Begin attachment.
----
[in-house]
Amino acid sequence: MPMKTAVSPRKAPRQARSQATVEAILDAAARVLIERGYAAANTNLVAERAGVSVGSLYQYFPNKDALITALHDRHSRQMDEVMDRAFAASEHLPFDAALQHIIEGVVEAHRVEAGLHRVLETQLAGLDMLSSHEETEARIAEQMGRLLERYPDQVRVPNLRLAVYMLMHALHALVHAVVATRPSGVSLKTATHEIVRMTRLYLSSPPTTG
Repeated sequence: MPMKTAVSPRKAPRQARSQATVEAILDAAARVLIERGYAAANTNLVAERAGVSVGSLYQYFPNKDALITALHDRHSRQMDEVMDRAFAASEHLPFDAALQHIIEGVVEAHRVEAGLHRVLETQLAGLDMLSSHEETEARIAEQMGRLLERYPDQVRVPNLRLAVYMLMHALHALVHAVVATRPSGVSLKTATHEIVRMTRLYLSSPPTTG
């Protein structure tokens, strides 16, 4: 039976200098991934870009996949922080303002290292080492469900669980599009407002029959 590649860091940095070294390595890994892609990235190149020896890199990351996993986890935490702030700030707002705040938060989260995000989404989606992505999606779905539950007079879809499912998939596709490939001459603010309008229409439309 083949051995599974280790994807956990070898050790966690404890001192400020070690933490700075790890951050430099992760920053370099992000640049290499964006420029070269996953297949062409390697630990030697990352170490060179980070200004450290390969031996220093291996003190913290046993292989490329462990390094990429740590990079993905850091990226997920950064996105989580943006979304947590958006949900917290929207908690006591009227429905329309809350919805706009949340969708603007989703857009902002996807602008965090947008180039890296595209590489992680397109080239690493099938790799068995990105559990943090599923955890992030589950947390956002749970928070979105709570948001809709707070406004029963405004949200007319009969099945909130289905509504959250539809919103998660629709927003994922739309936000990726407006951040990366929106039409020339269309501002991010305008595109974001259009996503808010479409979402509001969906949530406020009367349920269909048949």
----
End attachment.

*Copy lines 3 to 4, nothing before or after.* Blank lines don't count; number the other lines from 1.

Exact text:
Repeated sequence: MPMKTAVSPRKAPRQARSQATVEAILDAAARVLIERGYAAANTNLVAERAGVSVGSLYQYFPNKDALITALHDRHSRQMDEVMDRAFAASEHLPFDAALQHIIEGVVEAHRVEAGLHRVLETQLAGLDMLSSHEETEARIAEQMGRLLERYPDQVRVPNLRLAVYMLMHALHALVHAVVATRPSGVSLKTATHEIVRMTRLYLSSPPTTG
């Protein structure tokens, strides 16, 4: 039976200098991934870009996949922080303002290292080492469900669980599009407002029959 590649860091940095070294390595890994892609990235190149020896890199990351996993986890935490702030700030707002705040938060989260995000989404989606992505999606779905539950007079879809499912998939596709490939001459603010309008229409439309 083949051995599974280790994807956990070898050790966690404890001192400020070690933490700075790890951050430099992760920053370099992000640049290499964006420029070269996953297949062409390697630990030697990352170490060179980070200004450290390969031996220093291996003190913290046993292989490329462990390094990429740590990079993905850091990226997920950064996105989580943006979304947590958006949900917290929207908690006591009227429905329309809350919805706009949340969708603007989703857009902002996807602008965090947008180039890296595209590489992680397109080239690493099938790799068995990105559990943090599923955890992030589950947390956002749970928070979105709570948001809709707070406004029963405004949200007319009969099945909130289905509504959250539809919103998660629709927003994922739309936000990726407006951040990366929106039409020339269309501002991010305008595109974001259009996503808010479409979402509001969906949530406020009367349920269909048949």